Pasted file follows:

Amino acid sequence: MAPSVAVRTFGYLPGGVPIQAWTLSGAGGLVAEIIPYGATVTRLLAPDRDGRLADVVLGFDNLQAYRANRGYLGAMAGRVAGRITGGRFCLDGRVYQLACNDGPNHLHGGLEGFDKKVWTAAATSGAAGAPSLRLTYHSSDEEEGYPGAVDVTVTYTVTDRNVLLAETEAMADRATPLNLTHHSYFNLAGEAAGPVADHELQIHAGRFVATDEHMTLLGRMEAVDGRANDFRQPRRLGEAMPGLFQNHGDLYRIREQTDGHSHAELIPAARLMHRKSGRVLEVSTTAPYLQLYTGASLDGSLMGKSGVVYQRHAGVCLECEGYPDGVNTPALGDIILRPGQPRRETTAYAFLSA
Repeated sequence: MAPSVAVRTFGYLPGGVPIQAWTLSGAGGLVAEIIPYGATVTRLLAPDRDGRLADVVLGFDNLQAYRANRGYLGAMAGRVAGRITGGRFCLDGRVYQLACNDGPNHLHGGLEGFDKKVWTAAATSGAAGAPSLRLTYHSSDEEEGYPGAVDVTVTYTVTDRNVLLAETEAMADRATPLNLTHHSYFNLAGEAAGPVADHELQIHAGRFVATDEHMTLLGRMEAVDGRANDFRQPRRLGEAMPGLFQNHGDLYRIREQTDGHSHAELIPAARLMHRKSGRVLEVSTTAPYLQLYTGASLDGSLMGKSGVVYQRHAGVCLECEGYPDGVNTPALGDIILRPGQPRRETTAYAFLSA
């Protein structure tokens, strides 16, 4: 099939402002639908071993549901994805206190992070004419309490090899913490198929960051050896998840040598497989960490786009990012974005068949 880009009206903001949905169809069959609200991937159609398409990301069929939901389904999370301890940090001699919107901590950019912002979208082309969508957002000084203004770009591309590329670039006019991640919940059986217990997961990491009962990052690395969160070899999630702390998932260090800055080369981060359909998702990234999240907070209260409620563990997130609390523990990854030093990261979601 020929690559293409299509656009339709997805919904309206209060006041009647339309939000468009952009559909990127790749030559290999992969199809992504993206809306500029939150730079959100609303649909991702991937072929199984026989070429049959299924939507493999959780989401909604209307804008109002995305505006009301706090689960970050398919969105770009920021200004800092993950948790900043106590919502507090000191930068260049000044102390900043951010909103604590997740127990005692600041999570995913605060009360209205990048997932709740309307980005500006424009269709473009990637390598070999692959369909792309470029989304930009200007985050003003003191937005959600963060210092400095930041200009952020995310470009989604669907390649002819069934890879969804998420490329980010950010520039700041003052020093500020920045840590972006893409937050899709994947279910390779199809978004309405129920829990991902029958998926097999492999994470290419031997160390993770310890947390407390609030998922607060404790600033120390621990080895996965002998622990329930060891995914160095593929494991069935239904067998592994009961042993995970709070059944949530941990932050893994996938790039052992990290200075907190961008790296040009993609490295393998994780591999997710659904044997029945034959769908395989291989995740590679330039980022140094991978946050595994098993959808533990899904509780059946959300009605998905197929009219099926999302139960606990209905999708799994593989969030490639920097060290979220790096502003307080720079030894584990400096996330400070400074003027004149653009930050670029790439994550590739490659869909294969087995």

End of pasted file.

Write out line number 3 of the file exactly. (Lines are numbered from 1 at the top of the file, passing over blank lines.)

């Protein structure tokens, strides 16, 4: 099939402002639908071993549901994805206190992070004419309490090899913490198929960051050896998840040598497989960490786009990012974005068949 880009009206903001949905169809069959609200991937159609398409990301069929939901389904999370301890940090001699919107901590950019912002979208082309969508957002000084203004770009591309590329670039006019991640919940059986217990997961990491009962990052690395969160070899999630702390998932260090800055080369981060359909998702990234999240907070209260409620563990997130609390523990990854030093990261979601 020929690559293409299509656009339709997805919904309206209060006041009647339309939000468009952009559909990127790749030559290999992969199809992504993206809306500029939150730079959100609303649909991702991937072929199984026989070429049959299924939507493999959780989401909604209307804008109002995305505006009301706090689960970050398919969105770009920021200004800092993950948790900043106590919502507090000191930068260049000044102390900043951010909103604590997740127990005692600041999570995913605060009360209205990048997932709740309307980005500006424009269709473009990637390598070999692959369909792309470029989304930009200007985050003003003191937005959600963060210092400095930041200009952020995310470009989604669907390649002819069934890879969804998420490329980010950010520039700041003052020093500020920045840590972006893409937050899709994947279910390779199809978004309405129920829990991902029958998926097999492999994470290419031997160390993770310890947390407390609030998922607060404790600033120390621990080895996965002998622990329930060891995914160095593929494991069935239904067998592994009961042993995970709070059944949530941990932050893994996938790039052992990290200075907190961008790296040009993609490295393998994780591999997710659904044997029945034959769908395989291989995740590679330039980022140094991978946050595994098993959808533990899904509780059946959300009605998905197929009219099926999302139960606990209905999708799994593989969030490639920097060290979220790096502003307080720079030894584990400096996330400070400074003027004149653009930050670029790439994550590739490659869909294969087995």